2.3 Awesome Font Stacks
Typography is one of the fundamental aspects of any web page. It determines how that page will look like. And let’s face it: if you have a poor choice of fonts then whatever it is you’re making will look bad. For example, imagine using comic sans for an entire website.
That’s probably taken to the extreme, but you get my point. On top of that, you have to ensure some sort of cross-browser compatibility for your fonts.
This is where font stacks come in.
1.Introduction1 lesson, 00:41
2.Typography6 lessons, 17:23
3.Forms2 lessons, 10:52
4.Positioning3 lessons, 12:29
5.CSS Generated Elements4 lessons, 17:44
6.Useful Techniques3 lessons, 08:52
7.Conclusion1 lesson, 01:47
2.3 Awesome Font Stacks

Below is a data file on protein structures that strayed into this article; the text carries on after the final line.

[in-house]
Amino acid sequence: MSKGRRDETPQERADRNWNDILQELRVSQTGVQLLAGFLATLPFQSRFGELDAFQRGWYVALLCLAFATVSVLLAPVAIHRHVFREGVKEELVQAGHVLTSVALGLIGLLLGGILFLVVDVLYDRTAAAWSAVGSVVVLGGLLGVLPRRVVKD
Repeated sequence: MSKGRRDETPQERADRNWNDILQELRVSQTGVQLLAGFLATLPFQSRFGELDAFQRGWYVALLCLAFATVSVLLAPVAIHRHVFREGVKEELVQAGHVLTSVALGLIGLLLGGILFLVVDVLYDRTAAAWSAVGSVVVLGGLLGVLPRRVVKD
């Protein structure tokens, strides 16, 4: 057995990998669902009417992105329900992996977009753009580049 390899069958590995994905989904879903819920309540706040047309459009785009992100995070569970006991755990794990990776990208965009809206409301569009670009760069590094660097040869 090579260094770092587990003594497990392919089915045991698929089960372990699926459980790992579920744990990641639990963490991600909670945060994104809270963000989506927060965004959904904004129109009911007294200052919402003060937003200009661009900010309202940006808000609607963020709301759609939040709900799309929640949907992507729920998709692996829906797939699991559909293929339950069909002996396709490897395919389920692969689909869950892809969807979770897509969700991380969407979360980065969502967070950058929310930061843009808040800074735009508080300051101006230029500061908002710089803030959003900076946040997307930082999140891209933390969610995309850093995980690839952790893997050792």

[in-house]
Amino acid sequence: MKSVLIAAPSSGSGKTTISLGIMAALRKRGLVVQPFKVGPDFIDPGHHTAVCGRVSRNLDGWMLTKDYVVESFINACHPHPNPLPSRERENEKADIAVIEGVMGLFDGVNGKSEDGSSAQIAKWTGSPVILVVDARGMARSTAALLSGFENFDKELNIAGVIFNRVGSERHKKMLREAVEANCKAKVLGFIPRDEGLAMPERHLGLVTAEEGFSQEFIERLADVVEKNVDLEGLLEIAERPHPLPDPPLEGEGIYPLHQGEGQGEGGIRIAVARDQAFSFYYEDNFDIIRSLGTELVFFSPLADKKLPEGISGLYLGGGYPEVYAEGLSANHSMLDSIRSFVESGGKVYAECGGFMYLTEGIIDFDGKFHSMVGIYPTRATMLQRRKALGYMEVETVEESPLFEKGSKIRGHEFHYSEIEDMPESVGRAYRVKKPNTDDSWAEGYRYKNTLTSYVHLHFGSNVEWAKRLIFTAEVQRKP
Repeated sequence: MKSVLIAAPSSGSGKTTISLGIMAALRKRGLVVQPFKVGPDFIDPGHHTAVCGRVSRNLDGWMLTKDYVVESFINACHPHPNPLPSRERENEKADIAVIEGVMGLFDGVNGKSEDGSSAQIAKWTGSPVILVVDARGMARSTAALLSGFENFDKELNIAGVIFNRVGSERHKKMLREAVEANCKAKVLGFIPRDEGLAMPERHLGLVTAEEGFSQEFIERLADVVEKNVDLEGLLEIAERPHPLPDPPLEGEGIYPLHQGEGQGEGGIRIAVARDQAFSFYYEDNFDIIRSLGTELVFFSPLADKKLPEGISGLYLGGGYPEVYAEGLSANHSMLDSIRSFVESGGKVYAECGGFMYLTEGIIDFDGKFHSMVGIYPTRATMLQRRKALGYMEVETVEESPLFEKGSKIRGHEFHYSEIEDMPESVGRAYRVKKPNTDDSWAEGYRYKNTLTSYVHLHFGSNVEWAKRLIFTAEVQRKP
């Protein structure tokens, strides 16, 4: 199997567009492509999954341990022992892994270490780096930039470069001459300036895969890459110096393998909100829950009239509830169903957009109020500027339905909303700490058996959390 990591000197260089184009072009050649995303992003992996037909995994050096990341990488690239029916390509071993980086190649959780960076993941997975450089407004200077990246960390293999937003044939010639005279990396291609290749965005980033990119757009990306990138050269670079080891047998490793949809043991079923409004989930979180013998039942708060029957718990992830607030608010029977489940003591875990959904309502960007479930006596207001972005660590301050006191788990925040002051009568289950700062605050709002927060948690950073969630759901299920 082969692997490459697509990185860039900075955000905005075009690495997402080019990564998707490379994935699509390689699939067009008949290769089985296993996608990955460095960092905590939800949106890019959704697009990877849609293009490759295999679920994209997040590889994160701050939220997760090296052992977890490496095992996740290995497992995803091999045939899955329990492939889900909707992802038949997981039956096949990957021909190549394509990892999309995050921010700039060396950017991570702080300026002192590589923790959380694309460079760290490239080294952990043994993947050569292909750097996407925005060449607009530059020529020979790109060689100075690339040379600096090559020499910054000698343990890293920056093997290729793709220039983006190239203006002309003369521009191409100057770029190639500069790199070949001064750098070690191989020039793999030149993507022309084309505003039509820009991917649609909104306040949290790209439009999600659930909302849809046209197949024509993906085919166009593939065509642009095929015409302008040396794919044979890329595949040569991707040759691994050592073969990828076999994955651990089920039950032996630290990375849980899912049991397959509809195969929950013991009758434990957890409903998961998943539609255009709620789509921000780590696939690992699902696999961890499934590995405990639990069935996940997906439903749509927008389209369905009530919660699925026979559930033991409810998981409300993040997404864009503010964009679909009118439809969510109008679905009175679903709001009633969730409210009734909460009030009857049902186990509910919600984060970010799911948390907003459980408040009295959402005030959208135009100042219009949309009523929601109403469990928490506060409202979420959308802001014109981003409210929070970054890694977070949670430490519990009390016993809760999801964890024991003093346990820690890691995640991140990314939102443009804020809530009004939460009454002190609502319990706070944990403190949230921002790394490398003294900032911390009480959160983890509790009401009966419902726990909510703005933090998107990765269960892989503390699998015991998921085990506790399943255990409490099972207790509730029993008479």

Typography is one of the fundamental aspects of any web page. It determines how that page will look like, and let's face, if you have a poor choice of fonts, then whatever it is you're making will look bad. For example, imagine using Comic Sans for an entire website. That's probably taken to the extreme but you get my point. On top of that you have to ensure some sort of cross browser compatibility for your fonts. This is where font stacks come in. Basically, in CSS you can specify a list of fonts the browser can use to render text. Now depending on whether or not the visitor has those fonts installed will determine how the page will eventually be rendered. So let me give you an example of a typical font stack and how it works. So let's jump back to our code editor. I have some simple paragraphs here and I'm just gonna target the body, right. So we're gonna say font family, we'll do Helvetica, Arial, let's also do Lucida Grande, and sans-serif. Alright, save, and now the font is Helvetica. Now how exactly does this work? Well, the browser will read from left to right. So first a rendered font using Helvetica. If the visitor has Helvetica installed, it's all good. If not, move on to the next font, which is Arial. If he doesn't have Arial installed, move to Lucida Grande. If he doesn't have Lucida Grande, then move to the first sans-serif font he can find. And this is a great approach because by doing it, you ensure you keep a consistency with your fonts, no matter what browser is being used. Right, you won't have any funny looking fonts as long as you provide the proper fallback. Right, this is for example Arial. This is called a fallback. So if Helvetica isn't there, fall back onto Arial. However, you can take this a step further. And I'm gonna give you an example for the Helvetica font. So let's label this as before and after. Right, so again, body, font family, and let's start with the typical font stack we have here, all right? And work our way backwards. We're gonna add Helvetica Neue and then we're gonna add another one that says Helvetica Neue Light and then the last one, which is HelveticaNeue-Light. These are all variations basically of the same font. But what happens is, it first searches for the HelveticaNeue-Light, this variation, and then moves on to this if the previous one is not found, then to normal Helvetica Neue, Helvetica, Arial, and and so on. On top of that, let's add a font weight of 300. So we'll make the font really thin. So as you can see this kind of changes this entire page. The font is now smoother, lighter, and just better looking over all. Now, there are loads of font stacks you can use. A simple Google search for font stack or font stacks example will give you a bunch of results which you can use in your own projects.